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Following his Presidency, George and Barbara Bush moved back home to Houston, and they have since assisted countless civic and other organizations by raising millions of dollars for worthy causes. Perhaps most notably, President Bush served as chairman of the Board of Visitors of M.D. Anderson Cancer Center – one of Houston’s most respected institutions, and a cause the former President has supported for some three decades. He has also been actively involved in the Points of Light Foundation and the Eisenhower Exchange Fellowships; and both he and Mrs. Bush continue to co-chair C-Change, an organization comprised of the nation's key cancer leaders from government, business, and nonprofit sectors. These cancer leaders share the vision of a future where cancer is prevented, detected early, and cured or is managed successfully as a chronic illness.

President Bush has also written two books: A World Transformed, co-authored with General Brent Scowcroft, on foreign policy during his administration; and All The Best, a collection of letters written throughout his life. He has visited 56 foreign countries, and most of the 50 states. On November 6, 1997, The George Bush Presidential Library and Museum was opened to the public. Along with the George Bush School of Government and Public Service, the Library is located on the campus of Texas A&M University in College Station, Texas. It is the tenth Presidential Library in existence.

During 2005, at the request of President George W. Bush, former President Bush twice teamed up with his Oval Office successor, President William Jefferson Clinton, to help raise money and awareness, first, for the Dec. 2004 Indian Ocean tsunami that claimed nearly 300,000 lives; and later, for the victims of Hurricanes Katrina and Rita which struck the U.S. Gulf coast in August and September of 2005. On December 30, 2005, United Nations Secretary-General Kofi Annan appointed former President Bush as a special envoy for the South Asian Earthquake Disaster. The appointment followed the devastating 7.6-magnitude earthquake that struck South Asia on October 8, 2005, killing more than 73,000 people in Pakistan and 1,300 in India.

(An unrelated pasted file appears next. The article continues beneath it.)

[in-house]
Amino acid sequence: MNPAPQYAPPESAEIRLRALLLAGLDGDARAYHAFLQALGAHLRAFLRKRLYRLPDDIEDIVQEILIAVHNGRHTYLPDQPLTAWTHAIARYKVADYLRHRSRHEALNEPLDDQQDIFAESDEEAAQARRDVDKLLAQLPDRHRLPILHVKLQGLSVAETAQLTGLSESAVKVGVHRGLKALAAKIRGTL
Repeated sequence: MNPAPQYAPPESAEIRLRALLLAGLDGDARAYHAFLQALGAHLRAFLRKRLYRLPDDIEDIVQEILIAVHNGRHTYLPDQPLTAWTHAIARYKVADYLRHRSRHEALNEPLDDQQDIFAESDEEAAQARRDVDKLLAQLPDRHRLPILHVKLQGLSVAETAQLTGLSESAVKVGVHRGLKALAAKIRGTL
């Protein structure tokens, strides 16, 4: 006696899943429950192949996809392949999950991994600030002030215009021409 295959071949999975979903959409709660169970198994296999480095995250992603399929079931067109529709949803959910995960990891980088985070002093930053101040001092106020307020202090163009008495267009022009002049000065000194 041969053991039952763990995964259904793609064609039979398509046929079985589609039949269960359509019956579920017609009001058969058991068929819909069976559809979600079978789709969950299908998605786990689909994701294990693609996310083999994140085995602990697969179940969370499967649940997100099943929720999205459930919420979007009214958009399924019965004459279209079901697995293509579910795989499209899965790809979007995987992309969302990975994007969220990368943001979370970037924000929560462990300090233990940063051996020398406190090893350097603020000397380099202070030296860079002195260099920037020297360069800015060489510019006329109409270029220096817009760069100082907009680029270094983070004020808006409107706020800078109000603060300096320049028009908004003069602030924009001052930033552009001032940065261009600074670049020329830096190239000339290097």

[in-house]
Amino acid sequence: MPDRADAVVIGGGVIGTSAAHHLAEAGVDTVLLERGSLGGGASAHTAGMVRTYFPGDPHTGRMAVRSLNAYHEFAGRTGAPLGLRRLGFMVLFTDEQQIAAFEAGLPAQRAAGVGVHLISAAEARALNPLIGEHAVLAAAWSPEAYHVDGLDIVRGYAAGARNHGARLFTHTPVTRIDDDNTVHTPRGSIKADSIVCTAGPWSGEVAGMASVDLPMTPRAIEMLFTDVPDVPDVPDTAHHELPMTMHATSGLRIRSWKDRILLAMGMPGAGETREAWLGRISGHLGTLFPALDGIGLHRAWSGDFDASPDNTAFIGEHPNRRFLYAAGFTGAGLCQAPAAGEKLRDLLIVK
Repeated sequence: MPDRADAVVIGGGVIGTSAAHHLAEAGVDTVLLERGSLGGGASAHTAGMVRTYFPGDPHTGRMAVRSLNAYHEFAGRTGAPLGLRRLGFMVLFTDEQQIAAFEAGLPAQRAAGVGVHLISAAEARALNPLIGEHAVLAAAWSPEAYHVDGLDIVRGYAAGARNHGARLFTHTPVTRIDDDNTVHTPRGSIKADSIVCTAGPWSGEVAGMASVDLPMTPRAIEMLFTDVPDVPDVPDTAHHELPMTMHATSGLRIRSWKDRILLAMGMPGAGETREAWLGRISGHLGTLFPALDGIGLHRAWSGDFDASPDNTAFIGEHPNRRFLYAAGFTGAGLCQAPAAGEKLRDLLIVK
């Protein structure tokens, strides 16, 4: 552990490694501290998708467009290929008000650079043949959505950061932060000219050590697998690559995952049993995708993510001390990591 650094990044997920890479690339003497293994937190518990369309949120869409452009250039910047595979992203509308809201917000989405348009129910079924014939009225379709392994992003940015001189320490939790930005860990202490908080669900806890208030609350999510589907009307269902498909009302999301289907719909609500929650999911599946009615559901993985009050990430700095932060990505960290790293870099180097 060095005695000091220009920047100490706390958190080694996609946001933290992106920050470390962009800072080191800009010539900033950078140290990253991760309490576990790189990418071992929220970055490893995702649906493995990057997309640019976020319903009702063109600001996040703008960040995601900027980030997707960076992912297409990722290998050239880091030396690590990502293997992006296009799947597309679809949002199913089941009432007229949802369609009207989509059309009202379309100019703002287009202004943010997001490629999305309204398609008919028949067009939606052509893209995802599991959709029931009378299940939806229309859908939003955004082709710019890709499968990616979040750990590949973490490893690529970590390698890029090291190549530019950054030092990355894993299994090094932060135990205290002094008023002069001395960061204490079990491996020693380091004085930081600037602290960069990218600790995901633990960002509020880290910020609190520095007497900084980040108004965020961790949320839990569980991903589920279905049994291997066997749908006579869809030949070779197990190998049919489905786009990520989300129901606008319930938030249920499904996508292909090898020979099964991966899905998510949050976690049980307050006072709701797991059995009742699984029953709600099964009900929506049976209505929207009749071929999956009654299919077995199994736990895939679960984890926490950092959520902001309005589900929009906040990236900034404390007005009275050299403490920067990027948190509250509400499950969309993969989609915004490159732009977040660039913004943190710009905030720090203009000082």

President Bush has led a quiet, private life after leaving the White House, but his legacy is plainly visible on the American political scene. His eldest son, George W., was elected governor of Texas in 1994, while Jeb narrowly lost a bid for governor of Florida the same year. Both sons won in their respective states in 1998, and until George W. was elected president in 2000, the two brothers served as governors concurrently.

November 1997 saw somewhat of a revival of Bush’s public life when his presidential library was dedicated on the campus of Texas A&M University— just 90 miles from the Bush’s home in Houston. The $80 million facility, built completely with private funds, is home to the 40 million pages of Bush’s official papers and a library and museum that chronicles Bush’s life.

The hallmark of George Bush’s life, his children and friends say, is his devout commitment to his family. In remarks at the dedication of Bush’s library in 1997, son George said of his father: “The world knows George Bush as a master of personal diplomacy. We know him as the world’s greatest dad.” And that’s a title the senior Bush is proud to bear. “Now that my political days are over,” he said that day, “I can honestly say that the three most rewarding titles bestowed upon me are the three that I’ve got left: a husband, a father and a granddad.”


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